Now, having said that, does the Karzai government, or whoever is the next president, have to do more to fulfill the needs of the Afghan people, to understand what is expected for the rule of law, transparency, accountability? Absolutely.
But, again, we inherited a situation with a set of expectations and behaviors that we have gone about attempting to influence and change. And one of my highest priorities is, once this election is finalized, to work with our entire civilian team, with Special Representative Holbrooke, with Ambassador Eikenberry, and everyone else, to really impress upon the new government what is expected of them.
But let's not forget, Harry, this is about us, sitting right here in New York. This is about making sure that we've got the intelligence and the capacity to interrupt potential attacks, that we try to continue our efforts to destroy al-Qaeda that are, unfortunately, still to this day, attempting to kill and destroy Americans and others
MR. SMITH: Najibullah Zazi went to Pakistan to the border areas in order to get bomb training. Is Pakistan doing enough to clean up its own house?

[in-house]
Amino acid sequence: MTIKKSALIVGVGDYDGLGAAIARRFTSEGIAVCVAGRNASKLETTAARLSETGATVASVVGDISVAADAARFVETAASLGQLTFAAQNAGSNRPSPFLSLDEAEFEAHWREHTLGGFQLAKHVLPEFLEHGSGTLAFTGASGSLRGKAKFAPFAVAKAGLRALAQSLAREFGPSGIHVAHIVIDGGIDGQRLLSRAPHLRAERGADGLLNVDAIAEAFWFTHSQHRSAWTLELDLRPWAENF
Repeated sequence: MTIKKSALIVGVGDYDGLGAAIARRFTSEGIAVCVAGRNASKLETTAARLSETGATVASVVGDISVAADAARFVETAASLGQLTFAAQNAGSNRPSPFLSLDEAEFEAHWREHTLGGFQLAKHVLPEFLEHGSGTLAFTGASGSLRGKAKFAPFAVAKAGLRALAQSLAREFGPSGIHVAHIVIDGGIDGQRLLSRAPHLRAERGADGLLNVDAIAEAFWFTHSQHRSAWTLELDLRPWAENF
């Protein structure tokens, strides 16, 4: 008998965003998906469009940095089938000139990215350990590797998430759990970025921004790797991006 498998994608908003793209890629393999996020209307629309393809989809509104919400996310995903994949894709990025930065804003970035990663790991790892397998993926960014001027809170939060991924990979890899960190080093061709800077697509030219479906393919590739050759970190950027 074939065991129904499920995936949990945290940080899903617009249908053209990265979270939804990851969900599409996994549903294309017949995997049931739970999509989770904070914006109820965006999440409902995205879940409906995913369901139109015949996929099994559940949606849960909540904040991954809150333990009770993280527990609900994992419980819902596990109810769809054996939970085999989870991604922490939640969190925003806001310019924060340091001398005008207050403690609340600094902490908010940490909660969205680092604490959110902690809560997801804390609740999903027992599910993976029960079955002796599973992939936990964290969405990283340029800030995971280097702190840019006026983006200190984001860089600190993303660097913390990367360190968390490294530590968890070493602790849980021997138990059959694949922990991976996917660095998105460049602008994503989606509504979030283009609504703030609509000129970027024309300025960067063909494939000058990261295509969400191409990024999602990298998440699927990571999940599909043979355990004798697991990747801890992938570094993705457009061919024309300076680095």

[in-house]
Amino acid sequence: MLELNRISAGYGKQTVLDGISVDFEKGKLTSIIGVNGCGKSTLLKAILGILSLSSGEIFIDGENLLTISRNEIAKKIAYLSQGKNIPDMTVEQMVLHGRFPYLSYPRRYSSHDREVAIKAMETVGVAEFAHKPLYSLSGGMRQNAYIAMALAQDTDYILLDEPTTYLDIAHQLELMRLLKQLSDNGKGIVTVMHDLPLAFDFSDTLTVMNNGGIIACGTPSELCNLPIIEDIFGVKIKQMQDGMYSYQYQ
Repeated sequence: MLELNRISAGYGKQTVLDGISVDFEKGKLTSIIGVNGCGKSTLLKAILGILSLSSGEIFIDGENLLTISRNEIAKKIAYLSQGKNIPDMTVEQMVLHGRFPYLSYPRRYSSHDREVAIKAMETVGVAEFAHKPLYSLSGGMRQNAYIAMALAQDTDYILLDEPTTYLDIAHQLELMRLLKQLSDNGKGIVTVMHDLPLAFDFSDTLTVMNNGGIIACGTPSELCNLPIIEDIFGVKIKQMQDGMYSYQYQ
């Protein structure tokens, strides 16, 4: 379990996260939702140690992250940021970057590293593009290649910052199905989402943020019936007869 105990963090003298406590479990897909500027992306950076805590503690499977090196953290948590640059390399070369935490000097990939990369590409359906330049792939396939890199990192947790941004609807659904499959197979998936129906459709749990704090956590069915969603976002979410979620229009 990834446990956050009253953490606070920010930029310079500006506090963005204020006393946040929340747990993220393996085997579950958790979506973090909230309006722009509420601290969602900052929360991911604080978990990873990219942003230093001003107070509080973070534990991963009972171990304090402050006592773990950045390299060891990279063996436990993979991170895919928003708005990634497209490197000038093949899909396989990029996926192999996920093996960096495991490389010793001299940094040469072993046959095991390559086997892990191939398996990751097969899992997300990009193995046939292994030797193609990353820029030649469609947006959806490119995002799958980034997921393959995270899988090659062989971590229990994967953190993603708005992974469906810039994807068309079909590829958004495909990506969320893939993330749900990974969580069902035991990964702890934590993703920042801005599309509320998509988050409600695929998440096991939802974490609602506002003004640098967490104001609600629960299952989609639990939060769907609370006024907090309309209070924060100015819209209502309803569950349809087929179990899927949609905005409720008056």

SECRETARY CLINTON: Well, look at, again, what has happened in the last nine months. Pakistan has increased its commitment in the fight against the Taliban and al-Qaeda --
MR. SMITH: They were successful in the Swat valley.
SECRETARY CLINTON: Absolutely successful. A lot of people thought that would never happen. I believed that if we engaged very intensively with our Pakistani friends -- and we did, through meetings in Washington and in Islamabad -- if we shared information, we listened to each other, that there would be a decision by the civilian and military leadership that the threat was directed at them, that it could undermine their government. In fact, it will lead to very dangerous consequences, in terms of the survivability of the state in many parts of the country.
So, yes, have they taken action? Absolutely.
MR. SMITH: Have they done enough is the question?
SECRETARY CLINTON: Well, you know, we are always working for more. As I just finished saying, we are not satisfied with anything. This is not a check box kind of experience where "We're done with that, we're done with that."
But look at what has been accomplished, and I think that we will continue to see a very close coordination. But it is important for Americans to understand that focusing on al-Qaeda and the Taliban, who are largely -- but not exclusively -- now in Pakistan, cannot be done if we allow them to return to a safe haven in Afghanistan. So, this has to be viewed as part of the overall strategy.
MR. SMITH: Madame Secretary, well thank you so much for your time.
SECRETARY CLINTON: Thanks, Harry. It’s always good to talk to you.